It remains a matter of dispute whether radical Islam has taken hold among many Uighurs, the majority of whom subscribe to a moderate form of Sunni Islam. But the recent terrorist attacks in Paris and the Islamic State’s killing in November of a Chinese hostage in Syria have prompted Beijing to step up efforts to position its battle to pacify Xinjiang as part of the global war on violent religious extremism.

Experts outside China, however, say much of the bloodshed here is fueled by local grievances, among them job discrimination against Uighurs, endemic poverty and a widespread belief that the flood of Han migrants to the region is part of a government plan to dilute Uighur identity.

“What we’re seeing in Xinjiang is homegrown self-radicalization that is made worse by repressive policies and an attempt to hollow out Uighur culture and religious practices,” said Nicholas Bequelin, East Asia director for Amnesty International.

Most Uighurs, especially the educated and the middle class, have little interest in pushing back against Beijing, and not just because they are afraid. Abdul, 30, a home furnishing salesman who frequently travels across China for work, said he did not support an independent Xinjiang, citing the social instability and economic stagnation he has seen across Central Asia and the Middle East.

“Here in China, we are 56 minorities living together in peace,” he said, echoing the propaganda that blankets billboards across the region. But later, over a meal of lamb and fragrant rice, he angrily described how the police, alerted by front-desk hotel clerks, almost always visited his room when he was on business trips.

“I am Chinese; this is what it says on my ID card,” he said, his voice rising with emotion. But that same card also lists his ethnic identity, and his facial features — light eyes and an aquiline nose — set him apart in a nation that is 92 percent Han. “Sometimes I feel confused about what I really am,” he said.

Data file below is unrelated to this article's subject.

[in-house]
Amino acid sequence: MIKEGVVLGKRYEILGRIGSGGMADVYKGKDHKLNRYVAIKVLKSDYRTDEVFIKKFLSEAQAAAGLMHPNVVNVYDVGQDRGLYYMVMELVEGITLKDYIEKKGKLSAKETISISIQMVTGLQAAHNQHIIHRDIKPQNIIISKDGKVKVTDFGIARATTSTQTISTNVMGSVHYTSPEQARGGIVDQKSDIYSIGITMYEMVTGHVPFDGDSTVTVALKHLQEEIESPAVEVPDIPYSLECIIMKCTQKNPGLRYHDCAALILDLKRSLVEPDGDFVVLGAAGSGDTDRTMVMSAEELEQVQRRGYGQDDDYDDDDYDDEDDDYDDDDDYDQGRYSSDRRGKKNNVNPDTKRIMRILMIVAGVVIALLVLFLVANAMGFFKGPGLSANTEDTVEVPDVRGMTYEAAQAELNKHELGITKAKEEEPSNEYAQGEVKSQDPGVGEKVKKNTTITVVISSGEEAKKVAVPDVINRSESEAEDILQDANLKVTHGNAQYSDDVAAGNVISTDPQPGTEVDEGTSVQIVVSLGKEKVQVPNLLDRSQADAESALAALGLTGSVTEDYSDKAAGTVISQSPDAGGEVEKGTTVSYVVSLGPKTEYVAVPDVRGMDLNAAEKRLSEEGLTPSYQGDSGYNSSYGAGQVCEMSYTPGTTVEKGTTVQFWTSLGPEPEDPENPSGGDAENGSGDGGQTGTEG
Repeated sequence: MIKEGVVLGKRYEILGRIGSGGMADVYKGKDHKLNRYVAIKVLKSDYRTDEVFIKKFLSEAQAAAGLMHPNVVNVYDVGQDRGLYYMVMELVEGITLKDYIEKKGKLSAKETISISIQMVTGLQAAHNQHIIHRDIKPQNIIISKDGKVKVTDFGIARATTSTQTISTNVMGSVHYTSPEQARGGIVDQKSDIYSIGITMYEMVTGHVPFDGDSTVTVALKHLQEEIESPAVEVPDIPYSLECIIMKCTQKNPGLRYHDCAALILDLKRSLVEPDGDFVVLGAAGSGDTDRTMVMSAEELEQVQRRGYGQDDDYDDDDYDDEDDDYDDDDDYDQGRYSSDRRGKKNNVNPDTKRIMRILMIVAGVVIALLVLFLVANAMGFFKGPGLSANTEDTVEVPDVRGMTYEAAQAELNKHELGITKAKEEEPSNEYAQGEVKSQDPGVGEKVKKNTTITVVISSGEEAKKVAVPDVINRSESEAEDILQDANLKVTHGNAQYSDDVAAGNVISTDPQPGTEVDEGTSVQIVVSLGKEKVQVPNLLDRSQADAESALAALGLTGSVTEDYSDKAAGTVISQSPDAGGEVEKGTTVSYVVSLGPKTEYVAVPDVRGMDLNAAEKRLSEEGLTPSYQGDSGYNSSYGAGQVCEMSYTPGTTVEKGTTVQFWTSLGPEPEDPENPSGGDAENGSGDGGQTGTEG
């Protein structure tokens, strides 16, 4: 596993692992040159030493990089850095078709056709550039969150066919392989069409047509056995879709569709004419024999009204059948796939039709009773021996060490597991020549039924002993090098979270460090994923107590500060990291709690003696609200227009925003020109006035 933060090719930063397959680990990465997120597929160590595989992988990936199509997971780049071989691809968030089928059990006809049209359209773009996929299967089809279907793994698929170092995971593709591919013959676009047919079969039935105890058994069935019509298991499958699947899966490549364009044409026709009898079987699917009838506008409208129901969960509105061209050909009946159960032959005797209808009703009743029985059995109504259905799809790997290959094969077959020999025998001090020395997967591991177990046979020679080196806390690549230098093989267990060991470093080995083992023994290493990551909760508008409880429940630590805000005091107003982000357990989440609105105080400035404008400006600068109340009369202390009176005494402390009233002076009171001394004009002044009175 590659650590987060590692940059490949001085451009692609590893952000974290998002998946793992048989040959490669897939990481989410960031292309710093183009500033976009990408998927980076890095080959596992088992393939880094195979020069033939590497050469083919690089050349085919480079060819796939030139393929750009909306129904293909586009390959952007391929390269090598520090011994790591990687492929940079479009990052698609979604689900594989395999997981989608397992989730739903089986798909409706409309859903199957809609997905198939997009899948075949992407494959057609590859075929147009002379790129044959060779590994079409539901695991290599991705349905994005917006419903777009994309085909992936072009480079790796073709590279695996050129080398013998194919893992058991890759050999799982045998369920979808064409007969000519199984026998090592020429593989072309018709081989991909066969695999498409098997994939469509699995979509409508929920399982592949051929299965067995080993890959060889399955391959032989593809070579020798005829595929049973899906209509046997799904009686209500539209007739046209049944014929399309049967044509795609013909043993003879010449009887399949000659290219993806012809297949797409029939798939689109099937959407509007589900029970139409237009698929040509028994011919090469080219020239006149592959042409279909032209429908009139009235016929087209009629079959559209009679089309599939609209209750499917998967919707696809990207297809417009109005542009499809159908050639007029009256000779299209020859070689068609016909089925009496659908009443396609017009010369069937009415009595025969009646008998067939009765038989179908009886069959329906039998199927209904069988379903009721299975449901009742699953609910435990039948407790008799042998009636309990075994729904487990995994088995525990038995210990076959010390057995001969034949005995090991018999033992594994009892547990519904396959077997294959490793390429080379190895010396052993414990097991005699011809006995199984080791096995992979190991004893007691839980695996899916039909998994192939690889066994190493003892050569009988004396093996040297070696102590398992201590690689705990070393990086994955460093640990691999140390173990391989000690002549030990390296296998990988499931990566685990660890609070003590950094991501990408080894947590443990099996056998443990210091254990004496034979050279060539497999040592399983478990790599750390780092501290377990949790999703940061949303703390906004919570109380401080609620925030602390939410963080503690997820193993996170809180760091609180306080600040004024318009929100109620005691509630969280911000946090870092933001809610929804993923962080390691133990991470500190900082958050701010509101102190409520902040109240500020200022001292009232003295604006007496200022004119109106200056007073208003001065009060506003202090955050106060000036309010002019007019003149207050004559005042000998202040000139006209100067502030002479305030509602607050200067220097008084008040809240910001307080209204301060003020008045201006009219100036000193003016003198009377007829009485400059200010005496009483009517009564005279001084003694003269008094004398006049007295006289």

Then he paused, glanced behind his shoulder, and leaned forward. “To be honest,” he said, “these days, the government’s policies make me so sick in the heart that I sometimes wish I wasn’t Chinese.”

http://www.nytimes.com/2016/01/03/world ... d=tw-share

Brad Goodman
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Re: Islamism & Islamophobia Abroad - News & Analysis (9-8-20

Postby Brad Goodman » 05 Jan 2016 23:14

What china is doing is probably the right way to keep the flock in order any concessions you make will only result in population becoming more and more hostile

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Re: Islamism & Islamophobia Abroad - News & Analysis (9-8-20

Postby Chinmayanand » 05 Jan 2016 23:53

China is treating them better than they treat infidels.

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Re: Islamism & Islamophobia Abroad - News & Analysis (9-8-20

Postby sum » 06 Jan 2016 04:34

Brad Goodman wrote:What china is doing is probably the right way to keep the flock in order any concessions you make will only result in population becoming more and more hostile

For all the fundas we might give about how Indian system is better etc, a look at Bengal, UP, Assam etc should give a inkling of how any amount of molly-coddling and GUBO will not work with a certain peaceful sections.
The same can be said of J&K where if we had followed the Chinese principle, we wouldnt be the situation we are in now in the valley.

So, guess the Chinese method even if not sweet is the right method to handle certain sets of people.

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Re: Islamism & Islamophobia Abroad - News & Analysis (9-8-20

Postby Singha » 06 Jan 2016 06:28

democratic institutions and elections have been subverted by population growth in border areas of india....and other than BJP, everyone else is helping this strongly in favour of vote banks and just because of street power. commies in WB and INC in Assam made a career out of bangladeshi vote bank...TMC has followed in their footsteps ad stepped it up one notch. SP is another one riding on muslim vote banks.

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Re: Islamism & Islamophobia Abroad - News & Analysis (9-8-20

Postby ManishC » 06 Jan 2016 06:48

^^^^
The modus operandi to become a secular "leader"/party is simple - establish pro-peaceful bonfides by killing Hindus or facilitating immigrants. Once vote-bank is sewed up, you are free to loot till kingdom comes or the horde finds a greener alternative.

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Re: Islamism & Islamophobia Abroad - News & Analysis (9-8-20

Postby Falijee » 07 Jan 2016 00:34

Egyptian man kills wife for preferring Facebook :twisted:
As long as such incidents occur, there is no hope for Malsi; most likely, the husband will invoke Sharia in his defense and in all probability will be let off with a slap on the wrist :cry:

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Re: Islamism & Islamophobia Abroad - News & Analysis (9-8-20

Postby Gus » 07 Jan 2016 07:55

this news about 100s of muslim men gathering in german city to grope around and at least one alleged rape - is showing that germany does not know how to deal with the reality of islamism where the men tend to feel entitled and can get away with lawlessness and excesses with the defense of "islamophobia"...